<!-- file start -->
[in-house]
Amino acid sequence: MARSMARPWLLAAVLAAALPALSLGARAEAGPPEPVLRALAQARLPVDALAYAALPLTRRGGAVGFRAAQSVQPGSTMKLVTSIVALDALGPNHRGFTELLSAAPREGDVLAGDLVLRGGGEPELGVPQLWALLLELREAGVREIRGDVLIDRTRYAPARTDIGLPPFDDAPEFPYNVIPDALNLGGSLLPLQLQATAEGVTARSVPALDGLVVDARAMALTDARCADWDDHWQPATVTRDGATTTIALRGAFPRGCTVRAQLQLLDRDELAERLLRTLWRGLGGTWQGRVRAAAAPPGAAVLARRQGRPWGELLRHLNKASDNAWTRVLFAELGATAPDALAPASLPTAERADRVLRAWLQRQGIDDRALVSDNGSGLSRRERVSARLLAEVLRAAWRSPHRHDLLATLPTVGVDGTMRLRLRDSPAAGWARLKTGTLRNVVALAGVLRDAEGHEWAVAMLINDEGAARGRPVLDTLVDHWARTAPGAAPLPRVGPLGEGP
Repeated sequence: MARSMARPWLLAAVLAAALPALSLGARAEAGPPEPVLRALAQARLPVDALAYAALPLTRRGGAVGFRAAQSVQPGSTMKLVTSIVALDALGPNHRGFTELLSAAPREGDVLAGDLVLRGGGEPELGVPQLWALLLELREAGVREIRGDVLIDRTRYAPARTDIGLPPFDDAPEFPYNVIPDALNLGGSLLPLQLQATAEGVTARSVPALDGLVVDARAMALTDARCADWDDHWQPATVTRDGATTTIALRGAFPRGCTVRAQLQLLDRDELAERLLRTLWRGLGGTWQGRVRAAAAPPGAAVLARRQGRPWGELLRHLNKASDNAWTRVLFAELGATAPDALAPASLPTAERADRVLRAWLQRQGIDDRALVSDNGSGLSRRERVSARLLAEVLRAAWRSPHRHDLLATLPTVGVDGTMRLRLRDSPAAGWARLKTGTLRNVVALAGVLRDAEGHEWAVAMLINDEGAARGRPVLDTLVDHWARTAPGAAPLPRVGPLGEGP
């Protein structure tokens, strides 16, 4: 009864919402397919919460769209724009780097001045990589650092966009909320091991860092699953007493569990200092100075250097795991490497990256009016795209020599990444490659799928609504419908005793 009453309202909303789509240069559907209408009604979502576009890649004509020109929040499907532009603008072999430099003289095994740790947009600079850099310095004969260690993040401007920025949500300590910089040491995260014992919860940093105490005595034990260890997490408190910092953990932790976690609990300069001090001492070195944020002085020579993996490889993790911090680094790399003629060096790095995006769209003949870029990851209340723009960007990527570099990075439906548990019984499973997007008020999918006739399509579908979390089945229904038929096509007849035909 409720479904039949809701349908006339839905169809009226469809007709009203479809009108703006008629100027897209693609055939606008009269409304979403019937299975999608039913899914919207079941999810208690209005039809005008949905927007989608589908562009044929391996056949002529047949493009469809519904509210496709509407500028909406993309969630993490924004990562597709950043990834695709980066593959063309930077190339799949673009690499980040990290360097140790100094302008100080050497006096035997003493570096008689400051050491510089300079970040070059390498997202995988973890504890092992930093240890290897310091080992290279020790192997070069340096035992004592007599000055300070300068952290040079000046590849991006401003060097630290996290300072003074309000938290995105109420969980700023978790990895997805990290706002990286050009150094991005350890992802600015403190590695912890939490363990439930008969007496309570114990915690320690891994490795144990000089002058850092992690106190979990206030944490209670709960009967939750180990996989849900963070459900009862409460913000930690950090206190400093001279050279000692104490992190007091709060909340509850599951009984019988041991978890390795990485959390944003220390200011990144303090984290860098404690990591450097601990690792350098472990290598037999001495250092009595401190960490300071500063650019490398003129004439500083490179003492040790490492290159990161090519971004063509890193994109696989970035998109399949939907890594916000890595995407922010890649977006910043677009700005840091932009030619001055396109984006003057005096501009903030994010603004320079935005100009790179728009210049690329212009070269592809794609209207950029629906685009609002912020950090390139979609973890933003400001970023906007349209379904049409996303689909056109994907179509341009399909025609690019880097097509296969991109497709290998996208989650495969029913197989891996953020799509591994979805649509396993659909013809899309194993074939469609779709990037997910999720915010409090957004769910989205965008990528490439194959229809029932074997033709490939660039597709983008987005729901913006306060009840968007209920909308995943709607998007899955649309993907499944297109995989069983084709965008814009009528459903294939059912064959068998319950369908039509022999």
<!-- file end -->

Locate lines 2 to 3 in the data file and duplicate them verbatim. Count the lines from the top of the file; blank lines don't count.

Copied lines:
Amino acid sequence: MARSMARPWLLAAVLAAALPALSLGARAEAGPPEPVLRALAQARLPVDALAYAALPLTRRGGAVGFRAAQSVQPGSTMKLVTSIVALDALGPNHRGFTELLSAAPREGDVLAGDLVLRGGGEPELGVPQLWALLLELREAGVREIRGDVLIDRTRYAPARTDIGLPPFDDAPEFPYNVIPDALNLGGSLLPLQLQATAEGVTARSVPALDGLVVDARAMALTDARCADWDDHWQPATVTRDGATTTIALRGAFPRGCTVRAQLQLLDRDELAERLLRTLWRGLGGTWQGRVRAAAAPPGAAVLARRQGRPWGELLRHLNKASDNAWTRVLFAELGATAPDALAPASLPTAERADRVLRAWLQRQGIDDRALVSDNGSGLSRRERVSARLLAEVLRAAWRSPHRHDLLATLPTVGVDGTMRLRLRDSPAAGWARLKTGTLRNVVALAGVLRDAEGHEWAVAMLINDEGAARGRPVLDTLVDHWARTAPGAAPLPRVGPLGEGP
Repeated sequence: MARSMARPWLLAAVLAAALPALSLGARAEAGPPEPVLRALAQARLPVDALAYAALPLTRRGGAVGFRAAQSVQPGSTMKLVTSIVALDALGPNHRGFTELLSAAPREGDVLAGDLVLRGGGEPELGVPQLWALLLELREAGVREIRGDVLIDRTRYAPARTDIGLPPFDDAPEFPYNVIPDALNLGGSLLPLQLQATAEGVTARSVPALDGLVVDARAMALTDARCADWDDHWQPATVTRDGATTTIALRGAFPRGCTVRAQLQLLDRDELAERLLRTLWRGLGGTWQGRVRAAAAPPGAAVLARRQGRPWGELLRHLNKASDNAWTRVLFAELGATAPDALAPASLPTAERADRVLRAWLQRQGIDDRALVSDNGSGLSRRERVSARLLAEVLRAAWRSPHRHDLLATLPTVGVDGTMRLRLRDSPAAGWARLKTGTLRNVVALAGVLRDAEGHEWAVAMLINDEGAARGRPVLDTLVDHWARTAPGAAPLPRVGPLGEGP